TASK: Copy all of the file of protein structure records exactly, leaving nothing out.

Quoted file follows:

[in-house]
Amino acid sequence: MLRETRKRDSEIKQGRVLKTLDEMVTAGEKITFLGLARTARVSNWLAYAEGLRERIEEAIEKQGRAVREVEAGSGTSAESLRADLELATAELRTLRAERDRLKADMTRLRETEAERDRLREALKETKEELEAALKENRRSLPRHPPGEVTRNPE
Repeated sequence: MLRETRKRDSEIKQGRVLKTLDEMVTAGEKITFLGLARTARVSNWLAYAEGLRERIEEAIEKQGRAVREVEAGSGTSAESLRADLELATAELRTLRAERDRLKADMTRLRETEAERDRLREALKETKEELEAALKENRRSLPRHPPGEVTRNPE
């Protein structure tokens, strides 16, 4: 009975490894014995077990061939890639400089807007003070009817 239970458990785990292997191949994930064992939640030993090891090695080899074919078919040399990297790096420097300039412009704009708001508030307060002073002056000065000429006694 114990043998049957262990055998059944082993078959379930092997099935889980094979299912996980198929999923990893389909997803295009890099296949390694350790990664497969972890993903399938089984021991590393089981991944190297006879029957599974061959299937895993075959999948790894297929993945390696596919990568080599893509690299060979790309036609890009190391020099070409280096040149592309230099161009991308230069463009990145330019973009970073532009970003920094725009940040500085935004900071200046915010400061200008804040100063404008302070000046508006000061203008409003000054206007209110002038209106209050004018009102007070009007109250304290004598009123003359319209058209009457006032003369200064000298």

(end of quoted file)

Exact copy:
[in-house]
Amino acid sequence: MLRETRKRDSEIKQGRVLKTLDEMVTAGEKITFLGLARTARVSNWLAYAEGLRERIEEAIEKQGRAVREVEAGSGTSAESLRADLELATAELRTLRAERDRLKADMTRLRETEAERDRLREALKETKEELEAALKENRRSLPRHPPGEVTRNPE
Repeated sequence: MLRETRKRDSEIKQGRVLKTLDEMVTAGEKITFLGLARTARVSNWLAYAEGLRERIEEAIEKQGRAVREVEAGSGTSAESLRADLELATAELRTLRAERDRLKADMTRLRETEAERDRLREALKETKEELEAALKENRRSLPRHPPGEVTRNPE
């Protein structure tokens, strides 16, 4: 009975490894014995077990061939890639400089807007003070009817 239970458990785990292997191949994930064992939640030993090891090695080899074919078919040399990297790096420097300039412009704009708001508030307060002073002056000065000429006694 114990043998049957262990055998059944082993078959379930092997099935889980094979299912996980198929999923990893389909997803295009890099296949390694350790990664497969972890993903399938089984021991590393089981991944190297006879029957599974061959299937895993075959999948790894297929993945390696596919990568080599893509690299060979790309036609890009190391020099070409280096040149592309230099161009991308230069463009990145330019973009970073532009970003920094725009940040500085935004900071200046915010400061200008804040100063404008302070000046508006000061203008409003000054206007209110002038209106209050004018009102007070009007109250304290004598009123003359319209058209009457006032003369200064000298």